Updated from 10:23 a.m. to include tweet from Tim Cook.

NEW YORK (TheStreet) --Samsung's (SSNLF) redesign of its flagship phones is likely to generate more revenue for a number of semiconductor companies, including Cirrus Logic (CRUS) - Get Report, Maxim Integrated (MXIM) - Get Report, Skyworks Solutions (SWKS) - Get Report, InvenSense (INVN) and ARM Holdings (ARMH) .

First announced at Mobile World Congress, the Galaxy S6 and the Galaxy S6 Edge are completely redesigned and have received several early positive reviews. The new phones are Samsung's latest attempt to compete with Apple (AAPL) - Get Report and HTC at the high-end of the smartphone market.

Galaxy S6 shipments are expected to be down 5% this year after plunging 22% in 2014. Both of the new phones are made with aluminum instead of the plastic, which is likely to make them more attractive to consumers.

Perhaps the biggest feature is Samsung Pay, Samsung's competitor to Apple Pay, as the company looks to put to use the technology it got with the LoopPay acquisition. Pascal Caillon, North American general manager of mobile commerce company Proxama, believes that adoption of Samsung Pay may be faster than Apple Pay, because of the way it's set up.

"Adoption may be quicker with Samsung Pay than it was with Apple Pay because Samsung Pay can be used in most [point-of-sale] POS environments, as opposed to Apple Pay which can only be used with contactless POS," Caillon said.

Samsung will include a fingerprint sensor under the home button, much like Apple does, which Pacific Crest Securities analyst John Vinh believes is being supplied by Synaptics (SYNA) - Get Report. That will cost Samsung $3.50 per phone, as opposed to the previous $2 per phone. Synaptics annual revenue in 2014 was $947.54 million, but the company does not break down what it gets from specific customers.

The other big feature is optical image stabilization or OIS, which corrects the error when users take pictures and the phones shake. Vinh believes that InvenSense is likely to benefit from this addition, "which should almost double the company's content to $1.30 to $1.50 vs. $0.70 to $0.80." The iPhone 6 was the first smartphone to include optical image stabilization.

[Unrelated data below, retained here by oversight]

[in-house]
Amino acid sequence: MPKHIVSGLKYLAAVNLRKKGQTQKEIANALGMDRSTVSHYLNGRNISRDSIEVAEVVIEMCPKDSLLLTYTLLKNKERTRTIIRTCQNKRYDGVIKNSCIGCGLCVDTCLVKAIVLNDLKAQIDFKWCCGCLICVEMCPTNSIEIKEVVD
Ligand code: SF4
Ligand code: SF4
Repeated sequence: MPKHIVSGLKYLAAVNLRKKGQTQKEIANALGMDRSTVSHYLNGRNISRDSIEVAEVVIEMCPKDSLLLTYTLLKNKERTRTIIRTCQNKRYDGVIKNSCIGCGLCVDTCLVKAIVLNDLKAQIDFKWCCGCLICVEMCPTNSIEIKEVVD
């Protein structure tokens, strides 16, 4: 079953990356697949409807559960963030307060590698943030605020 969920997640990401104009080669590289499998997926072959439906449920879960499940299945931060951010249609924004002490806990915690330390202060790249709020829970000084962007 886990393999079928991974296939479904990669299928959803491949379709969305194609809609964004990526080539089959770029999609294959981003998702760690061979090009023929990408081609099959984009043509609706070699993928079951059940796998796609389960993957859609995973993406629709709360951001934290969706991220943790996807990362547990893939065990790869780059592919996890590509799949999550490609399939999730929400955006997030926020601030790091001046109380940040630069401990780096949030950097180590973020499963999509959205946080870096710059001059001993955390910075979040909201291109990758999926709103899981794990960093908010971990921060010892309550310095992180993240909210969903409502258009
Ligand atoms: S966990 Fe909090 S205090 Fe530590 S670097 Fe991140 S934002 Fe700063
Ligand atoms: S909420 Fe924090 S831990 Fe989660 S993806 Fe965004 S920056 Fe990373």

Perhaps coincidentally, Apple CEO Tim Cook tweeted Monday that Apple's homepage is covered with pictures taken using the iPhone 6.

Though Samsung Pay and OIS are likely to get much of the media attention, the company's move to include a new 64-bit octa-core Exynos processor is likely to have positive implications for Skyworks, Cirrus as well as British-based ARM.

The Exynos processor, designed and created by Samsung, replaces Qualcomm's (QCOM) - Get Report Snapdragon processor as the brains of the phone. It could allow ARM to receive an additional $15 million to $20 million in royalty revenue and an additional 3 or 4 cents in earnings, Vinh estimates, because of the new graphics portion of the chip, known as Mali.

ARM does not actually make chips, but rather licenses its intellectual property to customers such as Apple, Samsung and Qualcomm, who then customize their own chips.

Cirrus Logic is likely to be a beneficiary, as its acquisition of semiconductor company Wolfson will help with the audio applications inside the new S6 and S6 Edge. "We believe that Wolfson has significantly benefited from a higher attach rate of its smart audio codec on Exynos APs vs. Snapdragon," Vinh wrote in the note.

Woburn, MA.-based Skyworks Solutions, which makes semiconductors for radio frequency and mobile communications, is likely to benefit because more phones will be running the Exynos processor, Vinh estimates. Skyworks' 2014 annual revenue $2.29 billion, up from $1.79 billion in fiscal 2013.

The last chip company expected to see a boost from Samsung's latest smartphones is Maxim Integrated, which makes audio amplifiers, and may well get a boost from the heart rate sensor included on the new phones.

Vinh estimates that Maxim is likely to see spending for each new S6 and S6 Edge grow to $3.50 from $3 in the S5. That would translate into an additional $30 million in annual revenue and 5 cents a share for Maxim, assuming Samsung sells between 60 million and 65 million phones in 2015.

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-- Written by Chris Ciaccia in New York